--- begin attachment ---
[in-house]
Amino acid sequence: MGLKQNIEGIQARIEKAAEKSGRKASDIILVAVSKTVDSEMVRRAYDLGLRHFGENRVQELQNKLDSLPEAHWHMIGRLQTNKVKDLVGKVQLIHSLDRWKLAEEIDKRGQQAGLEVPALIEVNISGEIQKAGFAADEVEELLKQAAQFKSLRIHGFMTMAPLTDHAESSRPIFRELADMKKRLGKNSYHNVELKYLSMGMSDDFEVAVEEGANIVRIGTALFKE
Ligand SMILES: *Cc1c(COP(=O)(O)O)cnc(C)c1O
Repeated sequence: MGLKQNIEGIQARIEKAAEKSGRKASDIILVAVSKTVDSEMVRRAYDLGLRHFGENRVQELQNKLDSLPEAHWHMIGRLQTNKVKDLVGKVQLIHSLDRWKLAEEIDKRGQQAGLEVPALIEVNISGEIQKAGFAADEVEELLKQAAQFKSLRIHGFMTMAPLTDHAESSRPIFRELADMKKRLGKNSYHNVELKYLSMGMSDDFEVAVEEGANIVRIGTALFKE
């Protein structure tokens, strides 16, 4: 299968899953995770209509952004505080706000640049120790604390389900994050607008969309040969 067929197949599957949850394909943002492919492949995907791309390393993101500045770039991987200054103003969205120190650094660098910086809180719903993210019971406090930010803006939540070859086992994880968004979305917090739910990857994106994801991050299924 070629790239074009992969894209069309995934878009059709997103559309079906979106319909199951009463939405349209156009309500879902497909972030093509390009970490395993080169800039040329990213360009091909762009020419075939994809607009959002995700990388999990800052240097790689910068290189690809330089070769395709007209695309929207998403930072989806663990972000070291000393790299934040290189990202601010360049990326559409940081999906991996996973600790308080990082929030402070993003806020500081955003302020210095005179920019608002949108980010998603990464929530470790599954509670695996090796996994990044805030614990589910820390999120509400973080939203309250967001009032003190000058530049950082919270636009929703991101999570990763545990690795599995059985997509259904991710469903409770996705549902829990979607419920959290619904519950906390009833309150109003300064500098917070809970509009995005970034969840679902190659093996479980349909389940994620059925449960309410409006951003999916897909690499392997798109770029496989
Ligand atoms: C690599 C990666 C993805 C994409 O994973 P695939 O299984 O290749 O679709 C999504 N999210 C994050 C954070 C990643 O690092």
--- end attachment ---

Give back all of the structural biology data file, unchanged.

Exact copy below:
[in-house]
Amino acid sequence: MGLKQNIEGIQARIEKAAEKSGRKASDIILVAVSKTVDSEMVRRAYDLGLRHFGENRVQELQNKLDSLPEAHWHMIGRLQTNKVKDLVGKVQLIHSLDRWKLAEEIDKRGQQAGLEVPALIEVNISGEIQKAGFAADEVEELLKQAAQFKSLRIHGFMTMAPLTDHAESSRPIFRELADMKKRLGKNSYHNVELKYLSMGMSDDFEVAVEEGANIVRIGTALFKE
Ligand SMILES: *Cc1c(COP(=O)(O)O)cnc(C)c1O
Repeated sequence: MGLKQNIEGIQARIEKAAEKSGRKASDIILVAVSKTVDSEMVRRAYDLGLRHFGENRVQELQNKLDSLPEAHWHMIGRLQTNKVKDLVGKVQLIHSLDRWKLAEEIDKRGQQAGLEVPALIEVNISGEIQKAGFAADEVEELLKQAAQFKSLRIHGFMTMAPLTDHAESSRPIFRELADMKKRLGKNSYHNVELKYLSMGMSDDFEVAVEEGANIVRIGTALFKE
């Protein structure tokens, strides 16, 4: 299968899953995770209509952004505080706000640049120790604390389900994050607008969309040969 067929197949599957949850394909943002492919492949995907791309390393993101500045770039991987200054103003969205120190650094660098910086809180719903993210019971406090930010803006939540070859086992994880968004979305917090739910990857994106994801991050299924 070629790239074009992969894209069309995934878009059709997103559309079906979106319909199951009463939405349209156009309500879902497909972030093509390009970490395993080169800039040329990213360009091909762009020419075939994809607009959002995700990388999990800052240097790689910068290189690809330089070769395709007209695309929207998403930072989806663990972000070291000393790299934040290189990202601010360049990326559409940081999906991996996973600790308080990082929030402070993003806020500081955003302020210095005179920019608002949108980010998603990464929530470790599954509670695996090796996994990044805030614990589910820390999120509400973080939203309250967001009032003190000058530049950082919270636009929703991101999570990763545990690795599995059985997509259904991710469903409770996705549902829990979607419920959290619904519950906390009833309150109003300064500098917070809970509009995005970034969840679902190659093996479980349909389940994620059925449960309410409006951003999916897909690499392997798109770029496989
Ligand atoms: C690599 C990666 C993805 C994409 O994973 P695939 O299984 O290749 O679709 C999504 N999210 C994050 C954070 C990643 O690092």